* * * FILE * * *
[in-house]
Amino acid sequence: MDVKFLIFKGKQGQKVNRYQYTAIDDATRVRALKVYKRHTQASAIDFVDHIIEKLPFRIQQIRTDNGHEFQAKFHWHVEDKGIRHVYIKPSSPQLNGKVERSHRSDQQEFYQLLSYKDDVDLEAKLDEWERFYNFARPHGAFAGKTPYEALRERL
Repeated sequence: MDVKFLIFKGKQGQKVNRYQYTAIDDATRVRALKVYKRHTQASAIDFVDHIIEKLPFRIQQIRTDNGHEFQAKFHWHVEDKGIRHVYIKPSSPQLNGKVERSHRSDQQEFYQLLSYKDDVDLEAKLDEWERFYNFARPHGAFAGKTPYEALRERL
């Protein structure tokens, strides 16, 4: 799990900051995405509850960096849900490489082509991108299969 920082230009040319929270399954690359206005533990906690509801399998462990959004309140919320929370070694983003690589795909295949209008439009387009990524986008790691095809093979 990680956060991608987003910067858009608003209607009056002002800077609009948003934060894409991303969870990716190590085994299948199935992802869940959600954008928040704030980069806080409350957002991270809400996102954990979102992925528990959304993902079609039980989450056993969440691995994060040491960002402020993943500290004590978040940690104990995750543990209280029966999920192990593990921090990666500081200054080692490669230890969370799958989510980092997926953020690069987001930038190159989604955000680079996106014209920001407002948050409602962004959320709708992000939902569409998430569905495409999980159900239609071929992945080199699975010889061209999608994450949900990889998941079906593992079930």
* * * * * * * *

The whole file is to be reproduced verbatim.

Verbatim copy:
[in-house]
Amino acid sequence: MDVKFLIFKGKQGQKVNRYQYTAIDDATRVRALKVYKRHTQASAIDFVDHIIEKLPFRIQQIRTDNGHEFQAKFHWHVEDKGIRHVYIKPSSPQLNGKVERSHRSDQQEFYQLLSYKDDVDLEAKLDEWERFYNFARPHGAFAGKTPYEALRERL
Repeated sequence: MDVKFLIFKGKQGQKVNRYQYTAIDDATRVRALKVYKRHTQASAIDFVDHIIEKLPFRIQQIRTDNGHEFQAKFHWHVEDKGIRHVYIKPSSPQLNGKVERSHRSDQQEFYQLLSYKDDVDLEAKLDEWERFYNFARPHGAFAGKTPYEALRERL
């Protein structure tokens, strides 16, 4: 799990900051995405509850960096849900490489082509991108299969 920082230009040319929270399954690359206005533990906690509801399998462990959004309140919320929370070694983003690589795909295949209008439009387009990524986008790691095809093979 990680956060991608987003910067858009608003209607009056002002800077609009948003934060894409991303969870990716190590085994299948199935992802869940959600954008928040704030980069806080409350957002991270809400996102954990979102992925528990959304993902079609039980989450056993969440691995994060040491960002402020993943500290004590978040940690104990995750543990209280029966999920192990593990921090990666500081200054080692490669230890969370799958989510980092997926953020690069987001930038190159989604955000680079996106014209920001407002948050409602962004959320709708992000939902569409998430569905495409999980159900239609071929992945080199699975010889061209999608994450949900990889998941079906593992079930």